Gerlee P, Nelander S - PLoS Comput. Biol. (2012)

Comparison between IB-model and analytical result.The wave speed of the propagating tumour margin determined from both the individual-based model (dashed line) and phase space analysis of the continuum approximation (solid line). In (a) the switch rate to proliferation is fixed at , while in (b) we have fixed .
© Copyright Policy
Related In: Results  -  Collection

Show All Figures
getmorefigures.php?uid=PMC3375261&req=5

pcbi-1002556-g006: Comparison between IB-model and analytical result.The wave speed of the propagating tumour margin determined from both the individual-based model (dashed line) and phase space analysis of the continuum approximation (solid line). In (a) the switch rate to proliferation is fixed at , while in (b) we have fixed .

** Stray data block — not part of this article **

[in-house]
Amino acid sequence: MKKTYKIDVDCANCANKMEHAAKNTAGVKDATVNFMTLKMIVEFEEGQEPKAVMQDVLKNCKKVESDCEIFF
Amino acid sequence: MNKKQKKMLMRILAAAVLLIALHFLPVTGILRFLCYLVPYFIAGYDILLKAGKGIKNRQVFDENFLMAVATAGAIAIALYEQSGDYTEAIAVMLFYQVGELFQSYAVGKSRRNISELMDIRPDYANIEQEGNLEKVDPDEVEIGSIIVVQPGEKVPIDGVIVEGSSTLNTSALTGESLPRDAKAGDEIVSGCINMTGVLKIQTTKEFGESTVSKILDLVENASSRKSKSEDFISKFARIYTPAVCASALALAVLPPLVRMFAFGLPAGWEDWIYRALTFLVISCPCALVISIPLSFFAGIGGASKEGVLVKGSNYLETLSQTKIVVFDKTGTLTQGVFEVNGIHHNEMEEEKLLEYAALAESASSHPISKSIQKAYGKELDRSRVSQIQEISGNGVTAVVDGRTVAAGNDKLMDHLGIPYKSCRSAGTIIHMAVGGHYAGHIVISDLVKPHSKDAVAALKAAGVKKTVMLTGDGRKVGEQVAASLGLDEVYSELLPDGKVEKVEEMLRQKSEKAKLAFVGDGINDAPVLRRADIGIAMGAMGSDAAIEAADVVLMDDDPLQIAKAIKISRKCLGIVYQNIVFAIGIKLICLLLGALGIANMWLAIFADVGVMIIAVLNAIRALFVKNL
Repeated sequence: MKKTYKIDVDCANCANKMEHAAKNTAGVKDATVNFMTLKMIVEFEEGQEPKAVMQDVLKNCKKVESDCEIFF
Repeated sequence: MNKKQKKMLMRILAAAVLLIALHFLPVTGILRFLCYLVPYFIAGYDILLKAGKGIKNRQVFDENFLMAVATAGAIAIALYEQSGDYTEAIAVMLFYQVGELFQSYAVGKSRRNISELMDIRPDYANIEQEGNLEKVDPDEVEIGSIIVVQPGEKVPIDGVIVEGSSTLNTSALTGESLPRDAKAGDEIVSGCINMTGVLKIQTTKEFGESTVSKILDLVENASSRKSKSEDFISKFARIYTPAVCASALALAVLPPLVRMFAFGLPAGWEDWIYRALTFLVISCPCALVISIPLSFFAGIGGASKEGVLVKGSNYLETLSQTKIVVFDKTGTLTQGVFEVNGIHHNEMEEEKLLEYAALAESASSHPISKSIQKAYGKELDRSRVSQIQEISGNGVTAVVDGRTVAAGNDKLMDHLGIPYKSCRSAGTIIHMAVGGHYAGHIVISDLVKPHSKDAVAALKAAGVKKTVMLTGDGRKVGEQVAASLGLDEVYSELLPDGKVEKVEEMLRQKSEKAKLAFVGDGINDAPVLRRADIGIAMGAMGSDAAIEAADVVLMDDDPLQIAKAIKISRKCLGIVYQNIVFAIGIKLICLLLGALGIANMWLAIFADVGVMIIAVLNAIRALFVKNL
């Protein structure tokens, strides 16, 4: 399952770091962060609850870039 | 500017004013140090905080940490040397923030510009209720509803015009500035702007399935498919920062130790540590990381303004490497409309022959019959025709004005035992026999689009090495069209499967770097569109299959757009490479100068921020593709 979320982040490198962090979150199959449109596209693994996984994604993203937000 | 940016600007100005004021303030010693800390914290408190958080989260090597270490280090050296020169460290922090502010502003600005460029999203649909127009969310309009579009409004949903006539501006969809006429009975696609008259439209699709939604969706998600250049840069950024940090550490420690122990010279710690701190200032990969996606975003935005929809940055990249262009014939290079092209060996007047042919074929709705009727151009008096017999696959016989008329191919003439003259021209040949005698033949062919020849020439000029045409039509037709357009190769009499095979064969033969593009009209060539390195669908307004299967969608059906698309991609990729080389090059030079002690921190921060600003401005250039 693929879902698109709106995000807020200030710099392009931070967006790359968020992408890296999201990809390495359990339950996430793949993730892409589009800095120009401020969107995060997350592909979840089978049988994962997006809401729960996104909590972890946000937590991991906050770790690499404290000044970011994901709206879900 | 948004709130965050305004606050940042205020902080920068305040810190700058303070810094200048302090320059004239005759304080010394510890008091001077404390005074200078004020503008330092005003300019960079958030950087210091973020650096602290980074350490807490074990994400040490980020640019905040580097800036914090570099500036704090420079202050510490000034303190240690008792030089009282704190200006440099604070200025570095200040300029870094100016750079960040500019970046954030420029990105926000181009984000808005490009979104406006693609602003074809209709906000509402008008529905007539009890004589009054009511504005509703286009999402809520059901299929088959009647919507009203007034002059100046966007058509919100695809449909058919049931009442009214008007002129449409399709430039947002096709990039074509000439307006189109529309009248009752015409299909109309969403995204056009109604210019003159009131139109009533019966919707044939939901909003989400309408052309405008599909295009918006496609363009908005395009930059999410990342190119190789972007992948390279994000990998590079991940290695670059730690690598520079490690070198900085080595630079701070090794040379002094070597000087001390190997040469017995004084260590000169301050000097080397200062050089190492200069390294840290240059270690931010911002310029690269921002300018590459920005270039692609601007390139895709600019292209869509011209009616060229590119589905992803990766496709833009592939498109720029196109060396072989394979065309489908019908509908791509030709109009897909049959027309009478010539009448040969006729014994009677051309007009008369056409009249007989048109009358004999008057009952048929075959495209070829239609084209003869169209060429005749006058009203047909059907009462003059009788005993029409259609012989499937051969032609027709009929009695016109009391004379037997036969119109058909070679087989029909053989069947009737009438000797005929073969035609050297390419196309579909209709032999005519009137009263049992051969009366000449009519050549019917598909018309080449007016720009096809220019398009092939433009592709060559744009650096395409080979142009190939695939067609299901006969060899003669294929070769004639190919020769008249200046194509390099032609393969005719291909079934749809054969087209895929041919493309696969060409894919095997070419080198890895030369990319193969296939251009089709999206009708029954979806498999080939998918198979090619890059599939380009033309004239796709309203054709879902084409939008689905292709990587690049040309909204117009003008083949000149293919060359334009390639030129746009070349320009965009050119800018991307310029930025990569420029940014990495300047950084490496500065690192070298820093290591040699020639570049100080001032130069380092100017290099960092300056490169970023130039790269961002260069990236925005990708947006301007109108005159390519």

Mentions: When it comes to the IB model, we have to take into account the stochastic nature of the model, and therefore need to estimate the average margin velocity from a large number of simulations (100 independent realisations). Each simulation was started with a single P-cell at the center of the lattice and the model was simulated for 100 time steps (cell cycles). In each time step the location of the cells was recorded and from this we calculated the occupation probability of finding any cell at location at time . The wave speed was then approximated by taking the average propagation speed of in the and direction (as in the PDE case). In comparing with the two-dimensional simulations we need to rescale the diffusion coefficient , since cell movement occurring tangential to the two-dimensional front does not contribute to its propagation. The result can be seen in figure 6, which shows that the analytical result is in good agreement with the discrete individual-based model. The disparity between the IB-model and the analytic answer is largest for small , when the dynamics are dominated by proliferation. This is to be expected since for larger the movement of the cells decorrelates the sites, and hence our assumption about site independence is closer to truth. The analytical results recapitulates the non-monotone dependence on and using this method we found that the largest tumours occur when , i.e. when the ratio between the switching rates is 1∶2.